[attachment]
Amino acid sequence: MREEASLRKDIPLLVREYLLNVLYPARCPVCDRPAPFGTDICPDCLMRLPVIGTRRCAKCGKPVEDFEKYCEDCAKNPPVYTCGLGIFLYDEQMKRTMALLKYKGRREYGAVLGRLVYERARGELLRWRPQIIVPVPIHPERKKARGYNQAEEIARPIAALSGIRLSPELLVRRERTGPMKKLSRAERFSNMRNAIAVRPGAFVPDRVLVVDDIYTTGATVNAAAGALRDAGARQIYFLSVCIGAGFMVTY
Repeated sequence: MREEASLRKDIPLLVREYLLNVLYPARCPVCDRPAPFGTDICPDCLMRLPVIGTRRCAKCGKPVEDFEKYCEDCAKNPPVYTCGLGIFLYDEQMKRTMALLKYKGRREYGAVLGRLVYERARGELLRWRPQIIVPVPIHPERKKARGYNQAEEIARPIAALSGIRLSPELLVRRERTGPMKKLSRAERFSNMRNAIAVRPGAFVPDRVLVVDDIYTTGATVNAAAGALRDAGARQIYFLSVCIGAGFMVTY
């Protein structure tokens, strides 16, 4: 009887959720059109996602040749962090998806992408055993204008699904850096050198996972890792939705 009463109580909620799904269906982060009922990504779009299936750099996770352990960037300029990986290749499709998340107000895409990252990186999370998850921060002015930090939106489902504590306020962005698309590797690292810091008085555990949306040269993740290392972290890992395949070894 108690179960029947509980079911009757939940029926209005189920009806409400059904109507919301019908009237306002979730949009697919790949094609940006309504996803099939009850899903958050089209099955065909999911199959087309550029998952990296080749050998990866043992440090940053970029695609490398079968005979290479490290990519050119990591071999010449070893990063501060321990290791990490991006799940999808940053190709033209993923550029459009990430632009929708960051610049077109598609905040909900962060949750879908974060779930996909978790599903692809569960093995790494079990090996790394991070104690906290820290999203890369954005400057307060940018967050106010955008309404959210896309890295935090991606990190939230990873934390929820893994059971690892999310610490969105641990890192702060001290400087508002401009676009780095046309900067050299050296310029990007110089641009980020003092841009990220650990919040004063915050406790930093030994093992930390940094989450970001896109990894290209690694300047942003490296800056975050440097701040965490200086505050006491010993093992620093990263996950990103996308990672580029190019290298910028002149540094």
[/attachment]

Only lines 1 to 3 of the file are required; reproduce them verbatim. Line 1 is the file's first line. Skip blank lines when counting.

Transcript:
Amino acid sequence: MREEASLRKDIPLLVREYLLNVLYPARCPVCDRPAPFGTDICPDCLMRLPVIGTRRCAKCGKPVEDFEKYCEDCAKNPPVYTCGLGIFLYDEQMKRTMALLKYKGRREYGAVLGRLVYERARGELLRWRPQIIVPVPIHPERKKARGYNQAEEIARPIAALSGIRLSPELLVRRERTGPMKKLSRAERFSNMRNAIAVRPGAFVPDRVLVVDDIYTTGATVNAAAGALRDAGARQIYFLSVCIGAGFMVTY
Repeated sequence: MREEASLRKDIPLLVREYLLNVLYPARCPVCDRPAPFGTDICPDCLMRLPVIGTRRCAKCGKPVEDFEKYCEDCAKNPPVYTCGLGIFLYDEQMKRTMALLKYKGRREYGAVLGRLVYERARGELLRWRPQIIVPVPIHPERKKARGYNQAEEIARPIAALSGIRLSPELLVRRERTGPMKKLSRAERFSNMRNAIAVRPGAFVPDRVLVVDDIYTTGATVNAAAGALRDAGARQIYFLSVCIGAGFMVTY
């Protein structure tokens, strides 16, 4: 009887959720059109996602040749962090998806992408055993204008699904850096050198996972890792939705 009463109580909620799904269906982060009922990504779009299936750099996770352990960037300029990986290749499709998340107000895409990252990186999370998850921060002015930090939106489902504590306020962005698309590797690292810091008085555990949306040269993740290392972290890992395949070894 108690179960029947509980079911009757939940029926209005189920009806409400059904109507919301019908009237306002979730949009697919790949094609940006309504996803099939009850899903958050089209099955065909999911199959087309550029998952990296080749050998990866043992440090940053970029695609490398079968005979290479490290990519050119990591071999010449070893990063501060321990290791990490991006799940999808940053190709033209993923550029459009990430632009929708960051610049077109598609905040909900962060949750879908974060779930996909978790599903692809569960093995790494079990090996790394991070104690906290820290999203890369954005400057307060940018967050106010955008309404959210896309890295935090991606990190939230990873934390929820893994059971690892999310610490969105641990890192702060001290400087508002401009676009780095046309900067050299050296310029990007110089641009980020003092841009990220650990919040004063915050406790930093030994093992930390940094989450970001896109990894290209690694300047942003490296800056975050440097701040965490200086505050006491010993093992620093990263996950990103996308990672580029190019290298910028002149540094």